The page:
Cilantro Coriandrum sativum
fresh cilantro plants
- Common Names
- Cilantro , Chinese parsley, cilantro
- Botanical Name
- Coriandrum sativum
Medicinal Uses & Benefits of Cilantro
How to Use| Side Effects | Plant & Garden|
- Medicinal Uses: * Culinary/Kitchen
- Properties: * Anti-inflammatory * Depurative * Digestive * Emmenagogue * Energize * Febrifuge * Mental Clarity
- Parts Used: seeds, essential oil
- Constituents: anethole, camphor, linalool, pinene, quercetin, rutin.
How to Use: Cilantro
Cilantro (leaves)and Coriander (seeds) and are names for different parts of the same plant, Coriandrum sativum, a naturally healing food in both forms. Cilantro is an excellent culinary herb that adds flavor to foods and improvse digestion. There are both scientific studies, and anecdotal evidence to support cilantro's reputation as a powerful depurative.. The herb may also have a protective effect when cooked and eaten with fish and other foods that may be contaminated with heavy metals.
Preparation Methods & Dosage :The leaves of young cilantro plants, which resemble flat-leaved parsley, are staples in Mexican, Chinese and Thai cooking, as are the roots.
In the Kitchen: The leaves of young cilantro plants, which resemble flat-leaved parsley, and distinguished by their distinctive, strong aroma, are staples in Mexican, Chinese and Thai cooking. Consider using cilantro especially when eating foods like fish, likely to contain mercury and other heavy metals as it could be protective as well as tasty. 7
Ayurvedic Medicine The seeds of coriander are considered warming and good for kapha dosha. Cilantro, the leaf has a cooling energy
Cilantro Side Effects: None noted
Koehler's Medicinal-Plants 1887
- Flowers:shortly-stalked umbels, five to ten rays, pale mauve, almost white, delicately pretty.
- Plant Class:Annual Herb, 1 to 3 feet high
- Leaves:Stems are slender and branched. The lowest leaves are stalked and pinnate, the leaflets roundish or oval, slightly lobed. The segments of the uppermost leaves are linear and more divided. Intensely aromatic
- Fruit: Seed clusters are very symmetrical and the seeds fall as soon as ripe
- Preferred Habitat:Cultivated, full sun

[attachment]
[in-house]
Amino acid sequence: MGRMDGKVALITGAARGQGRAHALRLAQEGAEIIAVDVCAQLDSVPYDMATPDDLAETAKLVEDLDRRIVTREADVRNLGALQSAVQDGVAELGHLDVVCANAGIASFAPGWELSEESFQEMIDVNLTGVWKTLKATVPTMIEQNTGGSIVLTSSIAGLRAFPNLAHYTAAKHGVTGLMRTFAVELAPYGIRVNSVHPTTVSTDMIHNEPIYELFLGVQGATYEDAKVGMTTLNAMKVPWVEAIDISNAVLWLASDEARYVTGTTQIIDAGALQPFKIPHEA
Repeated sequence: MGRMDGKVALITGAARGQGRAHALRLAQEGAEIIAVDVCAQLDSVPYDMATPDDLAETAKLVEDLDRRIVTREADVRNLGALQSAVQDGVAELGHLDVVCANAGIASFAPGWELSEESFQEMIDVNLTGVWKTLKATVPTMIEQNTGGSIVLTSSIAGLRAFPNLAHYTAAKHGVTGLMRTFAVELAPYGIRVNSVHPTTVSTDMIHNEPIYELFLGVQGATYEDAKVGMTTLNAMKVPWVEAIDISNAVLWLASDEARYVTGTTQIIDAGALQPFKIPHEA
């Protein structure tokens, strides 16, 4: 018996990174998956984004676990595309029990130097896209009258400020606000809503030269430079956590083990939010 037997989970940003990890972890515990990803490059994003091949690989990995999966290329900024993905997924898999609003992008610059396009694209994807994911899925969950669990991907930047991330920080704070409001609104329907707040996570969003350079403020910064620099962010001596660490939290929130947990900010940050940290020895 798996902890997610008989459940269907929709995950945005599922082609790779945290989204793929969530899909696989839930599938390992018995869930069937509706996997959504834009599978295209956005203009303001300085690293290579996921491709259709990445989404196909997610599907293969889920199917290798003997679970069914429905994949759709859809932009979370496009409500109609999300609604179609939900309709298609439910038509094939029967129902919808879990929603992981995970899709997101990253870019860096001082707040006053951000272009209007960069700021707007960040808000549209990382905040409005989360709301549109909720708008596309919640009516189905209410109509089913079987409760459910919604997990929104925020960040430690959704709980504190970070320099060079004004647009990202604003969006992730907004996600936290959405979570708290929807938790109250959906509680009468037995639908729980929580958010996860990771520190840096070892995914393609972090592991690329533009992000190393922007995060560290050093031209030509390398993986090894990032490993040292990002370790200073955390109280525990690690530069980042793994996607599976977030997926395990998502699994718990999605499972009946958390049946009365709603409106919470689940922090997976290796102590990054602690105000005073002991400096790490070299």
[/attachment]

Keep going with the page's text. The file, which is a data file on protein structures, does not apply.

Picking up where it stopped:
- Flowering Season:
- Distribution:Native to southwestern Asia west to north Africa. Coriander grows wild over a wide area of the Near East and southern Europe, which forced Zohary and Hopf to admit that "it is hard to define exactly where this plant is wild and where it only recently established itself.1
Regional Traditions :Ayurvedic * Middle East *
How to Grow Cilantro
Sow directly in full sun after all danger of frost is past. Harvest seeds in late summer by cutting seed heads when ripe. Dry and store in glass jars.
History and Traditions & FolkloreCoriander has been used by man since the dawn of history; the seeds have been found at neolithic archeological sites and in the tomb of the Egyptian pharaoh Tutankhamun. Cilantro is mentioned in papyrus scrolls and once grew in the famous hanging gardens of Babylon. The Hebrews used cilantro with other herbs in passover rituals. Hippocrates cultivated and used the herb in his practice in ancient Greece. Cilantro made the voyage to the new world around 1670 and was planted in Massachusetts.
- Usha Lad & Dr. Vasant Lad. "Ayurvedic Cooking for Self Healing" The Ayurvedic Press, (2006) The pungent taste and warming carminative properties of coriander are good for kapha. Cilantro, the leaf, has a cooling energy than enhances digestion without aggravating pitta. ,pp207-208
- Indian J Med Res. 2012 Feb;135(2):240-5 . Evaluation of disease modifying activity of Coriandrum sativum in experimental models, Pubmed NIH PMID: 22446868, (2005): A improves cognition in vascular dementia patients. Coriander produces a significant reduction in joint swelling and stops release of pro-inflammatory cytokines in the synovium that lead to this swelling. Based on the similarities of the animal model to human RA, we believe that results of our study validate the traditional use of coriandrum in the treatment of arthritis,
- Maud Grieve. "A Modern Herbal" Harcourt, (1931) Cilantro is mentioned in the Medical Papyrus of Thebes written in 1552 B.C. and is one of the plants which grew in the Hanging Gardens of Babylon. Ancient Hebrews added Cilantro to an herb mixture used in the ritual of Passover. ,
- Daniel Zohary and Maria Hopf. . Domestication of plants in the Old World, third edition, Oxford: University Press, (2000): Fifteen desiccated mericarps were found in the Pre-Pottery Neolithic B level of the Nahal Hemel Cave in Israel, which may be the oldest archeological find of coriander. p206
- . Removal and preconcentration of inorganic and methyl mercury , Pubmed NIH PMID: 15721537, (2005): A sorbent prepared from the plant Coriandrum sativum, commonly known as coriander or Chinese parsley, was observed to remove inorganic (Hg2+) and methyl mercury (CH3Hg+) from aqueous solutions with good efficiency.
- Abascal K, Yarnell E . Cilantro culinary herb or miracle medicinal plant?, Altern Complement Ther. , (October 2012;18(5):259-26): Cilantro is purported to remove heavy metals, especially mercury, from the body; however, there is very little evidence to support this claim and much skepticism of its validity. Conversely, cilantro may reduce uptake of heavy metals if ingested during exposure and may protect the liver from some toxins. With increasing loads of heavy metals in foods, the authors suggest using cilantro especially when eating foods like fish, likely to contain mercury and other heavy metals.